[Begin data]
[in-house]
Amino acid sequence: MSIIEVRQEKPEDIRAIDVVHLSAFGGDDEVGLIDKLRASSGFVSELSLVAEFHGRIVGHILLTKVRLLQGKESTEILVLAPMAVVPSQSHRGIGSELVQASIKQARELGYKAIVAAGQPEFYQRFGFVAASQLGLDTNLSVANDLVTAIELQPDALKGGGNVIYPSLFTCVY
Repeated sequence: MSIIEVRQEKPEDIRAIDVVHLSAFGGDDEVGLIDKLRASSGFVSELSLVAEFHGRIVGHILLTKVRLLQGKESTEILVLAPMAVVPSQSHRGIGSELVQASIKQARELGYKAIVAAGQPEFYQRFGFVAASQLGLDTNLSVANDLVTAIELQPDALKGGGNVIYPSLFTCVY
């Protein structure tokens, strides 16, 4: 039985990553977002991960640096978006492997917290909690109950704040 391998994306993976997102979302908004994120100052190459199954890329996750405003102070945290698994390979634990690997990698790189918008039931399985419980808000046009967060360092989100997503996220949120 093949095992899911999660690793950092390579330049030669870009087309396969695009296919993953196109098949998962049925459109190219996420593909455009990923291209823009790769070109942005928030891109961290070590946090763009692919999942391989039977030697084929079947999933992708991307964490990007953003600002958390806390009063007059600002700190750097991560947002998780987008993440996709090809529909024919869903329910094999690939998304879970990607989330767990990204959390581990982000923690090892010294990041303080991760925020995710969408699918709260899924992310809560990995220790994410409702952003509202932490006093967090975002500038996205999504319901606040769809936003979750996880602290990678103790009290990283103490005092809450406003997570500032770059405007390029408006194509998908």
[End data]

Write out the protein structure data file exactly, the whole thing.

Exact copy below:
[in-house]
Amino acid sequence: MSIIEVRQEKPEDIRAIDVVHLSAFGGDDEVGLIDKLRASSGFVSELSLVAEFHGRIVGHILLTKVRLLQGKESTEILVLAPMAVVPSQSHRGIGSELVQASIKQARELGYKAIVAAGQPEFYQRFGFVAASQLGLDTNLSVANDLVTAIELQPDALKGGGNVIYPSLFTCVY
Repeated sequence: MSIIEVRQEKPEDIRAIDVVHLSAFGGDDEVGLIDKLRASSGFVSELSLVAEFHGRIVGHILLTKVRLLQGKESTEILVLAPMAVVPSQSHRGIGSELVQASIKQARELGYKAIVAAGQPEFYQRFGFVAASQLGLDTNLSVANDLVTAIELQPDALKGGGNVIYPSLFTCVY
């Protein structure tokens, strides 16, 4: 039985990553977002991960640096978006492997917290909690109950704040 391998994306993976997102979302908004994120100052190459199954890329996750405003102070945290698994390979634990690997990698790189918008039931399985419980808000046009967060360092989100997503996220949120 093949095992899911999660690793950092390579330049030669870009087309396969695009296919993953196109098949998962049925459109190219996420593909455009990923291209823009790769070109942005928030891109961290070590946090763009692919999942391989039977030697084929079947999933992708991307964490990007953003600002958390806390009063007059600002700190750097991560947002998780987008993440996709090809529909024919869903329910094999690939998304879970990607989330767990990204959390581990982000923690090892010294990041303080991760925020995710969408699918709260899924992310809560990995220790994410409702952003509202932490006093967090975002500038996205999504319901606040769809936003979750996880602290990678103790009290990283103490005092809450406003997570500032770059405007390029408006194509998908």